There seems to be a bit of controversy surrounding cylinder sleeves and BMW engines. Oil consumption, excessive noise, sleeves dropping, Alusil blocks not liking sleeves — you name it. I took some time to talk to our machine shop foreman, (the man with 50 years experience) Tony (VAC owner) and our manufacturing partners (Darton and LA Sleeve) about the drawbacks of using sleeves in the S54, S62 and S65 engines.
Short answer: There are no drawbacks.
Long answer: I can say with absolute confidence that properly specified sleeves installed properly will work flawlessly and offer more durability than a non sleeved block. Track builds, street builds, stroker builds, big HP forced induction builds — not a problem. We have sleeved dozens of BMW engines in our machine shop and sold 100s of BMW sleeves to machine shops all across the world. We always have a few shelves full of BMW sleeves ready for shipment.
Some quotes from our partners:
“The only drawbacks we are aware of are poor installation practices. It’s the primary reason for almost every issue possible. Let me address that first: by adding a foreign object to the block, which had nothing in it to start with, logic would say the block has been compromised. That can be true if done incorrectly.
Oil consumption is a myth. In many cases, oil consumption will increase as a result of sleeves because of an incorrect hone pattern. But, noise isn’t a myth. If the sleeves are installed with too much piston to wall clearance, it usually sounds louder during warmup. It sounds louder as a result of iron lining the cylinders. Only way to prevent that is to watch the piston to wall clearance during the honing of the sleeves.
Only other issue is the sleeves dropping — It’s rare but possible. Easily preventable, as long as they’re installed properly. Only thing that can drop the sleeves, even after perfect installation, is bad aluminum and/or when a block is overheated all while the head has been over-torqued. What we’ve seen happen when a block is way over torqued, and a customer is paranoid about head gasket seal, they’ve over-torqued their head thinking it will seal water. So, when the heat expands the block, the block will pull away from the head. As that happens, the expansion along with the over-torqued head, it will actually push the sleeves down because the sleeves seem to rise at the same time. Very rare, but again possible.”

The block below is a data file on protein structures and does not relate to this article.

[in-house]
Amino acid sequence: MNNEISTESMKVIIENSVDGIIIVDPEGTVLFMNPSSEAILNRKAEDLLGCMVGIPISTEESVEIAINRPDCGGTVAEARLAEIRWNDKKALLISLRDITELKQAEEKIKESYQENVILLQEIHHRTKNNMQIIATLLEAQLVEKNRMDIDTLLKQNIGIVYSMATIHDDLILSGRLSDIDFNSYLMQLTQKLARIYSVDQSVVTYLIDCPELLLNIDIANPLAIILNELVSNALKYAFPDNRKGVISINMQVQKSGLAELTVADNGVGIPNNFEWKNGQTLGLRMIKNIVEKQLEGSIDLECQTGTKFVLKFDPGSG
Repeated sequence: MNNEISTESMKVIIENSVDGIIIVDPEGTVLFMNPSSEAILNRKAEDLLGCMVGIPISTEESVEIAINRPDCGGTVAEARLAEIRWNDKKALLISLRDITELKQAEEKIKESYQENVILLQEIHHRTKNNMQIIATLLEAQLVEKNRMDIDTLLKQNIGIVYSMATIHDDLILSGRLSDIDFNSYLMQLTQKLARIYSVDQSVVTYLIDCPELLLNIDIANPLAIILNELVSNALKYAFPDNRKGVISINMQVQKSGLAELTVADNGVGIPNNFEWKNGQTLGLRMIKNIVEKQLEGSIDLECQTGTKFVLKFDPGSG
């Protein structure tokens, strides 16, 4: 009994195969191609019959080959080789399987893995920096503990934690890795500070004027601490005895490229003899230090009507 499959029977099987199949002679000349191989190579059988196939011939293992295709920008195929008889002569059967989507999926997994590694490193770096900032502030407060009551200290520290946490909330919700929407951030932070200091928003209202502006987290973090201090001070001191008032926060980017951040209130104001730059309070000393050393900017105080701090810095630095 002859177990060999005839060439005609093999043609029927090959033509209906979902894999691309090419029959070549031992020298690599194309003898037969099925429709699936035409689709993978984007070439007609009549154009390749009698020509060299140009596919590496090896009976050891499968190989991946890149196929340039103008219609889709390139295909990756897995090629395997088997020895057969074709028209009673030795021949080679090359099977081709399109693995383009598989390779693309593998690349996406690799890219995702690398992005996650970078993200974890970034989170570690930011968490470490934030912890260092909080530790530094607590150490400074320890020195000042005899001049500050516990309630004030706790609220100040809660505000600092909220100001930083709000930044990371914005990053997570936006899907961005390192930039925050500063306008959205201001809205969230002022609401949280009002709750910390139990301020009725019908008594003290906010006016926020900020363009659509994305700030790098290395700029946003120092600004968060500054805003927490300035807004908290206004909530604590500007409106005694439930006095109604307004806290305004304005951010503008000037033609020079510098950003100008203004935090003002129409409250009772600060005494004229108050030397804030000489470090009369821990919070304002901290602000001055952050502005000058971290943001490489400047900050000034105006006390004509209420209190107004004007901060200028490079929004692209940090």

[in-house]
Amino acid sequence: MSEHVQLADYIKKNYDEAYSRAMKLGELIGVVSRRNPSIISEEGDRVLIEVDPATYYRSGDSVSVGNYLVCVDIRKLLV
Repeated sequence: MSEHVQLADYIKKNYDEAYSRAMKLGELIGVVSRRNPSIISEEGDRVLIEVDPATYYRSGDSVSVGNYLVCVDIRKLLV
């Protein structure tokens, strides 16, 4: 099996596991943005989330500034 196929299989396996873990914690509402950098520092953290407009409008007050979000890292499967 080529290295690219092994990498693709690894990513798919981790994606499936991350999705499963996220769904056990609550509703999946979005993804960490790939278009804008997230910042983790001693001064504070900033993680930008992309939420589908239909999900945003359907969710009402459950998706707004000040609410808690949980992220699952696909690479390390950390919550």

For all builds, we take it one step further by using flanged sleeves, built to our exact specs. These flanges assure that the sleeve will not ‘drop’ under any circumstances. See pics below.
“When some mechanics or engine builders look at the deck of the S65, they think there’s no room to put sleeves. Although the S65 does not have thick walls in between cylinder bores, it does have one good quality — hard aluminum. If the sleeves are installed properly, the block looses no structural integrity. Meaning, the performance sleeves are quite thin, but radically stronger than the S65 aluminum. Therefore, by installing the thin wall sleeves properly, the great S65 block is now much more receptive to higher volumes of boost than the S65 alloy can handle. By simply lining the block with the thin wall, centrifugally spun-cast ductile iron sleeves, the cylinder bores can handle 50% to 70% more boost than that of the Alusil aluminum bore block.
The boost can care less what pistons it runs with in most cases. It’s the cylinder block walls that are compromised first, not pistons. If the S65 block aluminum is poor, it will fracture the block well before the pistons fail. That’s why we like to re-sleeve these alloy blocks ductile iron material. Not to save the pistons, but so the block can hold compression so the pistons do their job properly.
There are several reasons for using cylinder sleeves. Most commonly they are found in manufactured aluminum blocks because as you know aluminum does not have the wear or sealing properties needed unless it is coated.
In higher performance applications a ductile iron sleeve is preferred since they are at least twice the strength of a standard cast iron sleeve. If the sleeve is designed properly to fit the block the strength can actually be increased in the bore and ring seal is greater. You will also be able to run any style piston and ring that best suits the application. In some cases sleeved blocks will allow you to achieve a larger bore size or clean-up any damage that may occur. They can also be replaced in most cases.”